New Law Lets New Yorkers Buy Booze At Bars, Restaurants Before Noon On Sundays

Image courtesy of ShockinglyTasty

New Yorkers, rejoice: you will finally be able to order a mimosa at brunch without waiting for the stroke of noon.

New York Gov. Andrew Cuomo signed legislation — dubbed the “Brunch Bill” — on Wednesday that permits the state’s restaurants and bars to start selling alcohol at 10 a.m. on Sundays, giving drinkers two more hours to imbibe.

The law was prompted by the recommendations of a task force Cuomo put together in May that was in charge of “developing recommendations to modernize the laws governing the manufacturing, wholesale and retail of alcoholic beverages in New York State.”

“The state liquor laws were basically written during the Prohibition era,” Cuomo said during a bill signing event in Rochester reported by the New York Daily News. “And they were very strict, and very restrictive.”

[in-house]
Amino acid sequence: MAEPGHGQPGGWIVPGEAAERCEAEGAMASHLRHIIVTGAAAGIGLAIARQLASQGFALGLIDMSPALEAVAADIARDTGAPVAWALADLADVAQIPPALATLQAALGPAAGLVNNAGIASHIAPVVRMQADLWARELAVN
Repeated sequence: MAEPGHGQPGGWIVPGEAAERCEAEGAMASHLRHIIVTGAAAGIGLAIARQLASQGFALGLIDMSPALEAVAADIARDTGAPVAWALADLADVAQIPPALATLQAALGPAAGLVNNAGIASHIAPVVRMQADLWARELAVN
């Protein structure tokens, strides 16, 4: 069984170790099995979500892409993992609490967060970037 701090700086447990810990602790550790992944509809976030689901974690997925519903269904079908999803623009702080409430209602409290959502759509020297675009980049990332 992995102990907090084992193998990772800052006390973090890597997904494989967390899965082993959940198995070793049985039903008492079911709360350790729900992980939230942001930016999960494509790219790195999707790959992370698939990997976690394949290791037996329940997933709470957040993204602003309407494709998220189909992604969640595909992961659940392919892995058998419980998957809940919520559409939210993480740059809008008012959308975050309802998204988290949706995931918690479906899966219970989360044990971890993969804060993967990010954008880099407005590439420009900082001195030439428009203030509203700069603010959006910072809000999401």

The earlier hours aren’t just a present for consumers, but are meant to help businesses who cater to sports fans, especially soccer fans who often get up early on the weekends to watch games happening overseas. To that end, bars and restaurants can also apply for a special license that allows them to sell alcohol as early as 8 a.m.

The law also makes it easier for small distilleries to get licenses and lets wineries sell their wares in growlers.

“New York’s burgeoning craft beverage industry has served as an economic generator for communities across the state and with this legislation, we are building on that progress,” Cuomo said. “By cutting red tape, breaking down artificial barriers and rolling back arcane and burdensome regulations, we are setting the stage for this industry’s continued resurgence and future growth and I am proud to sign it into law.”

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